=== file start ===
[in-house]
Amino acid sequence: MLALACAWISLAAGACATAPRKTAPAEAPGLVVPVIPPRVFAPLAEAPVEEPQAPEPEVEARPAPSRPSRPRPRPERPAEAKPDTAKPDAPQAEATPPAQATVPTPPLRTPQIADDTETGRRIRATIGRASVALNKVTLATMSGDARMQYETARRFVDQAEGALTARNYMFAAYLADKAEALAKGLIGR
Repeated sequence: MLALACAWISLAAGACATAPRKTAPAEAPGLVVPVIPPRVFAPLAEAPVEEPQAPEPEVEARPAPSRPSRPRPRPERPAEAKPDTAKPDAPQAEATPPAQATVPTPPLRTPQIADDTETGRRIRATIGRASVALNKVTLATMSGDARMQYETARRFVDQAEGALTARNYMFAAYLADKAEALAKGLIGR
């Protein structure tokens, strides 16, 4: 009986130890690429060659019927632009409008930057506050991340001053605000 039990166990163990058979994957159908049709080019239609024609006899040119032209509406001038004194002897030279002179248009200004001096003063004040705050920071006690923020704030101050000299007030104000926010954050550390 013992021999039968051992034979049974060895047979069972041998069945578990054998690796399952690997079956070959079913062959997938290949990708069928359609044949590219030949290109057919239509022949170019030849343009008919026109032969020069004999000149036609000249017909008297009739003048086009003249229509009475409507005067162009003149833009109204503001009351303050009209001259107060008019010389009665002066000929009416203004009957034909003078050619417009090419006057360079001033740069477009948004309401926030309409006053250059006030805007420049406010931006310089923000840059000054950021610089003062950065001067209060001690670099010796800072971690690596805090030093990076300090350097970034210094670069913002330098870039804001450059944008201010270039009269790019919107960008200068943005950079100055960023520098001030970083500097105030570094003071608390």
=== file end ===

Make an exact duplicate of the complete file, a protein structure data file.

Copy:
[in-house]
Amino acid sequence: MLALACAWISLAAGACATAPRKTAPAEAPGLVVPVIPPRVFAPLAEAPVEEPQAPEPEVEARPAPSRPSRPRPRPERPAEAKPDTAKPDAPQAEATPPAQATVPTPPLRTPQIADDTETGRRIRATIGRASVALNKVTLATMSGDARMQYETARRFVDQAEGALTARNYMFAAYLADKAEALAKGLIGR
Repeated sequence: MLALACAWISLAAGACATAPRKTAPAEAPGLVVPVIPPRVFAPLAEAPVEEPQAPEPEVEARPAPSRPSRPRPRPERPAEAKPDTAKPDAPQAEATPPAQATVPTPPLRTPQIADDTETGRRIRATIGRASVALNKVTLATMSGDARMQYETARRFVDQAEGALTARNYMFAAYLADKAEALAKGLIGR
């Protein structure tokens, strides 16, 4: 009986130890690429060659019927632009409008930057506050991340001053605000 039990166990163990058979994957159908049709080019239609024609006899040119032209509406001038004194002897030279002179248009200004001096003063004040705050920071006690923020704030101050000299007030104000926010954050550390 013992021999039968051992034979049974060895047979069972041998069945578990054998690796399952690997079956070959079913062959997938290949990708069928359609044949590219030949290109057919239509022949170019030849343009008919026109032969020069004999000149036609000249017909008297009739003048086009003249229509009475409507005067162009003149833009109204503001009351303050009209001259107060008019010389009665002066000929009416203004009957034909003078050619417009090419006057360079001033740069477009948004309401926030309409006053250059006030805007420049406010931006310089923000840059000054950021610089003062950065001067209060001690670099010796800072971690690596805090030093990076300090350097970034210094670069913002330098870039804001450059944008201010270039009269790019919107960008200068943005950079100055960023520098001030970083500097105030570094003071608390």